Thursday, September 22, 2011

FEMA’s ‘Waffle House Index’ for disaster assessment

Waffle House Emergency Mobile Center
in NC following Hurricane Irene
I’ve previously written at length about the pervasive cultural role of Waffle House in the American South, and my own conflicted enchantment with that mighty purveyor of hash browns.

It turns out that I’m not the only one who thinks Waffle House represents a lot more than cheap hot food, at any hour.

W. Craig Fugate, the head of the Federal Emergency Management Agency, uses a ‘Waffle House Index’ as an informal tool for assessing the status and severity of natural disasters, according to Valerie Bauerlein of the Wall Street Journal.
“If you get there and the Waffle House is closed? That's really bad. That's where you go to work.” - FEMA Director Craig Fugate. 
Fugate explains the Index in this video:

If a Waffle House store is open and offering a full menu, the index is green. If it is open but serving from a special limited menu, it’s yellow. When the location has been forced to close, the index is red.

While this seems simplistic, closer examination reveals that observers can rapidly infer facts about the larger community, based on the extent of operations and service at the local Waffle House franchise.

If a Waffle House restaurant is open, it means they have power and water. By implication the same is likely true for the surrounding neighbourhood, and emergency responders can adjust their actions accordingly.

Waffle House Limited menu,
used during disasters
If the Waffle House can only serve from their limited menu, it means that their freezer went out -- that indicates power has been out long enough to disrupt the freezer and spoil any refrigerated foods. Yet power is now available, possibly from a generator. This suggests that the local area may have issues with the food supply.

And if the restaurant is closed -- that’s a telling clue to the severity of the situation. Food and water are critical for afflicted citizens, as well as emergency responders. If the restaurant is unable to provide the basics to stay open, this implies significant disruption -- to employees, to food supplies, to power and water distribution capabilities.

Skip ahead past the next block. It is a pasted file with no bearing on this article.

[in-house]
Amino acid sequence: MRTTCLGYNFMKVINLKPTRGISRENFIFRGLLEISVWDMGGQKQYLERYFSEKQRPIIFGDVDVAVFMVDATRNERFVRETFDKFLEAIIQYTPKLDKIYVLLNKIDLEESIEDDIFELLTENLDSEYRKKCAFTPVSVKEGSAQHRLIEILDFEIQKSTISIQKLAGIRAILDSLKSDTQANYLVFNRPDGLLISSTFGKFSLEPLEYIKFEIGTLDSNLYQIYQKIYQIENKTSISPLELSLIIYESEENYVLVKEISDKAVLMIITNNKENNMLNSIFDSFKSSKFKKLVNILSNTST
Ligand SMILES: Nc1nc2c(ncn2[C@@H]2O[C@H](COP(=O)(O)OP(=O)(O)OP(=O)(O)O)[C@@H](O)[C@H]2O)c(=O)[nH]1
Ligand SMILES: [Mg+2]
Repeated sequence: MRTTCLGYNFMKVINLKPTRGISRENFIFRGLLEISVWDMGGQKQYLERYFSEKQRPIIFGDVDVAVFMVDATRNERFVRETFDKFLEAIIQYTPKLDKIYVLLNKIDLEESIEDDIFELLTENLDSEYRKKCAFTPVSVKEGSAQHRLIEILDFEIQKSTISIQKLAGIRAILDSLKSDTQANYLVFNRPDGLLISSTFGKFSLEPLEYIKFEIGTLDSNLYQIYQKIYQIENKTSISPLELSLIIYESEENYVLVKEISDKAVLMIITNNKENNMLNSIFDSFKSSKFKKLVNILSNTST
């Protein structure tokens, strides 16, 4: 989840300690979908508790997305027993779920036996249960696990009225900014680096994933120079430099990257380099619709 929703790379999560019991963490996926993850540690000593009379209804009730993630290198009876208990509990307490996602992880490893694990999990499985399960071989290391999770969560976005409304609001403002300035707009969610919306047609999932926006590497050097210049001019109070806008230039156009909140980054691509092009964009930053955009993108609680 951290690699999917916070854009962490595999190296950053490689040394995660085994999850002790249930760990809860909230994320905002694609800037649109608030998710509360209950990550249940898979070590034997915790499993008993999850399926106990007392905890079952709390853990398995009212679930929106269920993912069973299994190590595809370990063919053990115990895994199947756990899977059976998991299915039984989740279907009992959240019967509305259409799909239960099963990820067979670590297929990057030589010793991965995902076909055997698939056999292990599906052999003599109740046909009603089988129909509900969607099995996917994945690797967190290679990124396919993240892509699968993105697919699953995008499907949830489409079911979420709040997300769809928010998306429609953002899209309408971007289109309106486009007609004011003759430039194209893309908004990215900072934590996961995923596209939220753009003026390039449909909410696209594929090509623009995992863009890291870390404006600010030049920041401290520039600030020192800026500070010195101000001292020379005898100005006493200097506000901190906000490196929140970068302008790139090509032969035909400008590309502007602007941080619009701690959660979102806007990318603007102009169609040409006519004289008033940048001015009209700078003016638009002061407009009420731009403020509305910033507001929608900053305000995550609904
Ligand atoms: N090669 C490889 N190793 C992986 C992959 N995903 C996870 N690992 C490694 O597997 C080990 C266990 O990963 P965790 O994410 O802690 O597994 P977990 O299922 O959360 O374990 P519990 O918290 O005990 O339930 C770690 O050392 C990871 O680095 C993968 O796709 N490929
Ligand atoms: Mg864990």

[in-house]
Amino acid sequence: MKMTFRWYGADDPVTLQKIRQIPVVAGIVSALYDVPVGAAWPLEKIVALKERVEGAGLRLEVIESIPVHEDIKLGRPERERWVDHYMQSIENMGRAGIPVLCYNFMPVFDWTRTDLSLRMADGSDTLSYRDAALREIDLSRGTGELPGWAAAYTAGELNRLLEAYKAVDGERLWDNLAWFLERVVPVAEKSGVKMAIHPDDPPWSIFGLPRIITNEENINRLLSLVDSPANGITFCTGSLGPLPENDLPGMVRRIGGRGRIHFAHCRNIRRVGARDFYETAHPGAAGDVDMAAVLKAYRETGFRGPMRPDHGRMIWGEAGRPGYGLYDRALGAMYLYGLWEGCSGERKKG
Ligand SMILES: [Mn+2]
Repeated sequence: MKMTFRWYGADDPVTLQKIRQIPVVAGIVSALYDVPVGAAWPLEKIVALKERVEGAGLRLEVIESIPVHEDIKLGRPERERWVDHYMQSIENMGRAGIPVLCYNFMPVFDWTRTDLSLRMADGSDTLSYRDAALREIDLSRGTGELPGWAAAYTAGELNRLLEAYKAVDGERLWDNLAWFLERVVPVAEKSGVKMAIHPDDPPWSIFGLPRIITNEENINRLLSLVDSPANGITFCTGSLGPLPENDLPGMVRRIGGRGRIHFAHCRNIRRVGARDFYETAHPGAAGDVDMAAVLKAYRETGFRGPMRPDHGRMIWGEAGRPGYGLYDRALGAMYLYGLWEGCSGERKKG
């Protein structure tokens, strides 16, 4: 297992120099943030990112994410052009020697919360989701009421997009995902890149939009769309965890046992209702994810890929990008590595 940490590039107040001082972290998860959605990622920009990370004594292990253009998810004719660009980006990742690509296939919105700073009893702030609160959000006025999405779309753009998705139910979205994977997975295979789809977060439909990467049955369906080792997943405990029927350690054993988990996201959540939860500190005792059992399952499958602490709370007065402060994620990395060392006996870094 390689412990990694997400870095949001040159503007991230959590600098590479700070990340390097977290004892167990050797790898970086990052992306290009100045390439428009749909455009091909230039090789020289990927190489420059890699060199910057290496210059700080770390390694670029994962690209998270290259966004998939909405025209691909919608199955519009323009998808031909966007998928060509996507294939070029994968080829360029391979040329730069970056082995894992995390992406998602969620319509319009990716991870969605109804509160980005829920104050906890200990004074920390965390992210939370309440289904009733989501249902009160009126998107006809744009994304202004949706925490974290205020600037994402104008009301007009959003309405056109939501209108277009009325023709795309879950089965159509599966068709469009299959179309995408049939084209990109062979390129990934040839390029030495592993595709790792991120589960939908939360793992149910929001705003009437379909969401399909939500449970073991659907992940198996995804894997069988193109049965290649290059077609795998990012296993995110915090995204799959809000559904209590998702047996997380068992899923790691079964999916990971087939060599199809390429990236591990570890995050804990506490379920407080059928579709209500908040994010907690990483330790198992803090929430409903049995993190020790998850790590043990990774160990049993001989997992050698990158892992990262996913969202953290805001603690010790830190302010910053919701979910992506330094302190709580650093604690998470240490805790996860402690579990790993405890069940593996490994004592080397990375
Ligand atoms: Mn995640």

A reputation for disaster preparedness
Waffle House has developed a reputation in Southern communities for staying open through thick and thin. The chain completely revamped its crisis management processes and planning following Hurricane Katrina in 2005, when seven of its restaurants were destroyed, and about 100 were temporarily shut down. The chain discovered that the franchises which re-opened quickly were mobbed by customers. 

Panos Kouvelis, Professor of Operations and Manufacturing Management at Olin Business School, Washington University in St. Louis, has published research that identified Waffle House as one of four organizations worth studying for their supply chain resiliency and effective response times (Lowe’s, Home Depot, and Wal-Mart were the other three).

Kouvelis comments that geography and weather have prompted the chain to treat disaster recovery as a priority rather than an afterthought.
“These companies have many stores in the southern part of the United States that are frequently exposed to hurricanes. They have good risk management plans in place and are great examples of how their supply chains get affected in two different ways. On the one hand, your own supply chain is exposed. At the same time, your stores are supposed to be the first to react and provide the basic supplies. Your supply goes down, while your demand goes up.”
Waffle House stands at the end point of a complex and extended supply chain. Maintaining ongoing operations involves the logistical coordination of suppliers, distributors, other vendors, and employees. By taking a systematic and methodical approach to mitigating vulnerabilities -- even developing a ‘hurricane playbook’ to coach operators through recovery steps for getting a restaurant going in the face of upheaval -- the chain has turned their investment into a robust competitive advantage.

In Joplin Missouri, a devastating EF5 class multiple-vortex tornado struck in 2011 and flattened significant portions of the city. Nevertheless, the two Waffle House restaurants in Joplin remained open, providing comfort and assistance to citizens in the aftermath. In this case you might argue that the Waffle House Index was misleading!
“Nothing good can come from a closed Waffle House after a hurricane—not for us, not for the community, not for the associates.” - former Waffle House Restaurants CEO, Bert Thornton
Although sales volumes can easily double or triple after a disaster, the chain claims its strategy is about fostering goodwill rather than profits.

I hope this post has given you some food for thought!

Further reading
Waffle House’s crisis management processes are outlined in this case study by Özlem Ergun, Jessica L. Heier Stamm, Pinar Keskinocak, and Julie L. Swann of Georgia Tech.

See also: the Colbert Report on the Waffle House Index

More from me on Waffle House
Why I love Waffle House -- a personal reflection
Waffle House tattoo -- now that’s commitment!